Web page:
Artist: Sir William Nicholson English (1872-1942) Also known as Beggarstaff along with James Pryde, Scottish (1866-1941)
Plate: NLT. 12
Original Lithograph from "London Types"
Printed by William Heinemann, London 1898.
View the Complete Set and more works at the Nicholson Collection
Sheet Size: 10 3/8 in x 13 in 26.4 cm x 33 cm
by W.E. Henley (British poet, 18949-1903) from "London Types
An ill March noon; the flagstones gray with dust;
An all-round east wind volleying straws and grit;
St Martin's steps, where every venomous gust
Lingers to buffet, or sneap, the passing cit;
And in the gutter, squelching a rotten boot,
Draped in a wrap that, modish ten year syne,
Partners, obscene with sweat and grease and soot,
A horrible hat, that once was just as fine;
The drunkard's mouth a-wash for something drinkable,
The drunkard's eye alert for casual 'toppers',
The drunkard's neck stooped to a lot scarce thinkable,
A living, crawling blazoning of Hot Coppers,
He trails his mildews-with a Kingdom-Come
Compact of 'sausage-and-mash' and 'two-o'rum!'
"Nicholson’s portfolio of London characters anticipated even the boldest of contemporary graphics with an approach to design that pulled no punches. Little wonder, then, that by the turn of the century, and at the age of just twenty-six, he was touted as Britain’s greatest living printmaker." (goldmarkart.com)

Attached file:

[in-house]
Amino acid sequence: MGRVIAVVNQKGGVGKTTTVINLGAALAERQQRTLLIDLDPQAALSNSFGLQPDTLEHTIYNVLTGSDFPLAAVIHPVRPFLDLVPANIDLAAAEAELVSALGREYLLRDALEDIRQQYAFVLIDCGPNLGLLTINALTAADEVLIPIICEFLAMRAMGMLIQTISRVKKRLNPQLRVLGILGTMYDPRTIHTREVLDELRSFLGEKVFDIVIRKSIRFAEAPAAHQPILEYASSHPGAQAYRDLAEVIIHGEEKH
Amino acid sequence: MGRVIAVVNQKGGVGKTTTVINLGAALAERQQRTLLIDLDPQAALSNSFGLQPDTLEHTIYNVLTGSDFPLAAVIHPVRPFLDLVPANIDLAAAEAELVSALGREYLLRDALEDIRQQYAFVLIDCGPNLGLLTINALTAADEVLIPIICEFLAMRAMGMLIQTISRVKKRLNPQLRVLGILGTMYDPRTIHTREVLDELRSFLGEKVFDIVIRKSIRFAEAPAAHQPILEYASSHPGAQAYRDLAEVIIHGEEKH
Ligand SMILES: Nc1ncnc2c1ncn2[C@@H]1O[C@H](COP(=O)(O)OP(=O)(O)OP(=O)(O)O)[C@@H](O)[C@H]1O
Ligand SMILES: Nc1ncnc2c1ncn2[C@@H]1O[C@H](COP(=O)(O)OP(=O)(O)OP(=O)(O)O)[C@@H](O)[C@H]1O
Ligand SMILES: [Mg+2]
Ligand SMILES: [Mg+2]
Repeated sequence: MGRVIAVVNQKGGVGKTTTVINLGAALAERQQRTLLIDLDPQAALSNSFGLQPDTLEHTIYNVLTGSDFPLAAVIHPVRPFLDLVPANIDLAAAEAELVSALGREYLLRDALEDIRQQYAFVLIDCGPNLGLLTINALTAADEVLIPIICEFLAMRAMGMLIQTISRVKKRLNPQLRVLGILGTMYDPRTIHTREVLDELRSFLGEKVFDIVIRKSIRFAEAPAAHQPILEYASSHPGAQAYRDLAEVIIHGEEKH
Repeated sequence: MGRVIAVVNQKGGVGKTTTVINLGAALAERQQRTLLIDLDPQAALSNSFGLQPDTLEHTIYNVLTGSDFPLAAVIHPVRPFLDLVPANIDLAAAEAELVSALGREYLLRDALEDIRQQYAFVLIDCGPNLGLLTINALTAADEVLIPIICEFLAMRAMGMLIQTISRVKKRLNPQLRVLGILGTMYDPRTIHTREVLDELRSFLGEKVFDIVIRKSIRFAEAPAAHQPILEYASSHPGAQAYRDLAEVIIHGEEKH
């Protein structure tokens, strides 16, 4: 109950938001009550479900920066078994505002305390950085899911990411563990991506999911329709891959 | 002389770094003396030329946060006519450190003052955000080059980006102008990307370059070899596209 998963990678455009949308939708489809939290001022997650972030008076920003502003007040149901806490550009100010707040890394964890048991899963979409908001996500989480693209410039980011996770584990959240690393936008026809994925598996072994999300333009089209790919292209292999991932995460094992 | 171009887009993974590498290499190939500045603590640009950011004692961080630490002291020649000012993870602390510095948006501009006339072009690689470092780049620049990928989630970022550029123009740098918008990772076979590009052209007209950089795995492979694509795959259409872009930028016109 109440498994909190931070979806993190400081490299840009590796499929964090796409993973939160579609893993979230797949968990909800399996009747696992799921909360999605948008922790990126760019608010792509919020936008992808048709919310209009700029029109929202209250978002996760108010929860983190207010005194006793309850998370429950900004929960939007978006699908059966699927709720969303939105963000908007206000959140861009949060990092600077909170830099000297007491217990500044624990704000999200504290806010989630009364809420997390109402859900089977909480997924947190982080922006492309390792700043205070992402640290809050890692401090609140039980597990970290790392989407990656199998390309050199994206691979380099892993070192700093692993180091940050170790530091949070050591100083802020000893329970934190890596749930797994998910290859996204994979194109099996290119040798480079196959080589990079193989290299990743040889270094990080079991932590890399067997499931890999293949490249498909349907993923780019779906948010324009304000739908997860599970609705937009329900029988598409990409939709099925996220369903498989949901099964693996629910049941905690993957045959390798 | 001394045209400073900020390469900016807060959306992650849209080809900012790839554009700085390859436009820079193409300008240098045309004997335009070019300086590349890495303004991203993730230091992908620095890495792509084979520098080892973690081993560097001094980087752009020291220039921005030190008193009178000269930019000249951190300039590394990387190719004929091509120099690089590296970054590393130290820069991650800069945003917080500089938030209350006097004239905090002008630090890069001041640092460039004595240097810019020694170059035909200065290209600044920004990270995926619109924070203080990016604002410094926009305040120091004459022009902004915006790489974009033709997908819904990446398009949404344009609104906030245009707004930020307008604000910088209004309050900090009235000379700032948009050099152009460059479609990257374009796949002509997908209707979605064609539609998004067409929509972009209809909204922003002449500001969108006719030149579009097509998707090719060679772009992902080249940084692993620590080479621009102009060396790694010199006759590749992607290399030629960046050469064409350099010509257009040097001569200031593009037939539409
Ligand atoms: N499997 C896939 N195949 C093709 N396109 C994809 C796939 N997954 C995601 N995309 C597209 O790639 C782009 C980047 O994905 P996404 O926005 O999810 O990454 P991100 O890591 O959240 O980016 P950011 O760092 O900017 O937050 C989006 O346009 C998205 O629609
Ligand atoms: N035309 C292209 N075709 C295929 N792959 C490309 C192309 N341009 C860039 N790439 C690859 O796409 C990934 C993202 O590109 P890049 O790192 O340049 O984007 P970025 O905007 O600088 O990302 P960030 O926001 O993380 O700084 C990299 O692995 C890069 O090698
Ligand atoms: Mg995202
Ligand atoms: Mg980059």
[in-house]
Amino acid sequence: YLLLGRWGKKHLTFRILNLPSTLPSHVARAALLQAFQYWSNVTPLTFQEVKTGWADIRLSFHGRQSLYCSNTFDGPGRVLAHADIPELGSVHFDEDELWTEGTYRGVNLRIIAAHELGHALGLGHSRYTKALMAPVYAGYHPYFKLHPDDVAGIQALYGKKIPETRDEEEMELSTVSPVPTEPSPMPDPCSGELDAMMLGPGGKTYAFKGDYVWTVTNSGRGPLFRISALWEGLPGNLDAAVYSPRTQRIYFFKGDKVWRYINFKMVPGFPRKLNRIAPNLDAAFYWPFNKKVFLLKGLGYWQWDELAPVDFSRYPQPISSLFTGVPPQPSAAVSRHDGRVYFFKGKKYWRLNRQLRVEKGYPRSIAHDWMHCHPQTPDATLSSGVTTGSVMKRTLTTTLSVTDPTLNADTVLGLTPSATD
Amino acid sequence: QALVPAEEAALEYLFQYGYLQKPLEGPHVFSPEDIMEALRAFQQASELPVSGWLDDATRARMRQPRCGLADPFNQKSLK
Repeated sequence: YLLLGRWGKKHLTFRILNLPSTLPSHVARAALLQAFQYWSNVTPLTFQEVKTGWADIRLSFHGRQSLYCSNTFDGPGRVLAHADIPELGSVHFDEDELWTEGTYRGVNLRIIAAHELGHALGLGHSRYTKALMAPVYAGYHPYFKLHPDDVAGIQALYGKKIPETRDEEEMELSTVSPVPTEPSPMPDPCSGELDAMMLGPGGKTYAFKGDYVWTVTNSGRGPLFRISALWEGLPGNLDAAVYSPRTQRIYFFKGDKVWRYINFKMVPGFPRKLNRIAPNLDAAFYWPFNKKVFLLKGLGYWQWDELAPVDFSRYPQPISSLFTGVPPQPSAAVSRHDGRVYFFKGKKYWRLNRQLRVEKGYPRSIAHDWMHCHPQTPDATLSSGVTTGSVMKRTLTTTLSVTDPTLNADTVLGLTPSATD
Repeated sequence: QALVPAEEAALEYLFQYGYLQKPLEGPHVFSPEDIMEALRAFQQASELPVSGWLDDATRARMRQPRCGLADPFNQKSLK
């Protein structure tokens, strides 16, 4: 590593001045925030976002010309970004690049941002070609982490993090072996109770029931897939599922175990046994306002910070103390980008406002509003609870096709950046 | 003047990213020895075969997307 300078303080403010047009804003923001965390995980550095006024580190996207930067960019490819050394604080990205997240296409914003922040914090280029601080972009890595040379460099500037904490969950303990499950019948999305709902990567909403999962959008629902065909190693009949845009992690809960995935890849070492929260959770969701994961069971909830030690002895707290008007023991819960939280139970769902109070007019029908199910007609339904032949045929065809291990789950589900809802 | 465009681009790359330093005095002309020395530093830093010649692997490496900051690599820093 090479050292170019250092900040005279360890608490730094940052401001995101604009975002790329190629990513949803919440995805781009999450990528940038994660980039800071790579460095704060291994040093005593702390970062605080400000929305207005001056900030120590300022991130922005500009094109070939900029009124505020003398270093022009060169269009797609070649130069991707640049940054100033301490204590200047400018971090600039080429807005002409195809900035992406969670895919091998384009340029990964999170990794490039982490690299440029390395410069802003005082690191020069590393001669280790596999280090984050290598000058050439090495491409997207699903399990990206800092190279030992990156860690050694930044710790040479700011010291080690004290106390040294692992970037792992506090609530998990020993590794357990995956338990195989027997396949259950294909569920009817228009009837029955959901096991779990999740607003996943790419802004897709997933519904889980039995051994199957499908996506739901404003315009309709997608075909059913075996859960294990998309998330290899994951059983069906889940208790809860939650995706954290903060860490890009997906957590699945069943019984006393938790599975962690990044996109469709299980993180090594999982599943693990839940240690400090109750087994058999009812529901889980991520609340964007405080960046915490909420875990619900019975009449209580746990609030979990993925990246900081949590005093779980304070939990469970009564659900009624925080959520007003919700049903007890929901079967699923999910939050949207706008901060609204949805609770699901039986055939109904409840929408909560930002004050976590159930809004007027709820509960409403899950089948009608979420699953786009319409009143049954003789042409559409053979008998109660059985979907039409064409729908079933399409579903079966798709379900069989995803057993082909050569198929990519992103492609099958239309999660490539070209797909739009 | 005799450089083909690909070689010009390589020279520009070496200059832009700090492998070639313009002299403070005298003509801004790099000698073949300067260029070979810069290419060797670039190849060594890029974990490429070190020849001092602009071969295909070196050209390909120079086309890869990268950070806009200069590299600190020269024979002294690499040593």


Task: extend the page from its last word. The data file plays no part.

The Sandwich man. "Much like today, London was plastered with advertising, with armies of chalkers and 'external poster hangers' decorating blank walls, empty shops and wooden hoardings with advertising posters. The combined inconveniences of an advertising tax and increased competition for poster space led advertisers to a simple conclusion - make the messages become mobile! Described by the writer William Weir as 'peripatetic placards'. Charles Dickens described these advertisers as a piece of human flesh between two slices of paste board.” (www.urban75.org)
"William Nicholson's woodblock prints of the 1890's were amongst the most revolutionary British print images of the era. They used a treatment of form, with a stylised simplification of shape, and a handling of perspective and picture space which had had no precedent in British art. Influences of Japanese art, and a parallel thinking to, if not a direct knowledge of, the ideas of Toulouse Lautrec and of the Nabis painters in Paris at the same period can certainly be felt, although there is no record that Nicholson had actually studied either at this date.
One of the most famous of the groups of prints that Nicholson cut at this period was the series known as 'London Types'. This was made at the instigation of William Heinemann, who published all William Nicholson's early prints.
The series portrays typical figures from London life of the period.The girls who sat with the baskets of flowers for sale were a familiar sight near 'Rotten Row' where the fashionable people of London society rode out on their horses at the edge of Hyde Park by Park Lane. The impressions of this popular edition were printed by taking a transfer from his woodblock onto a lithographic stone and adding lithograph colour" (Weston)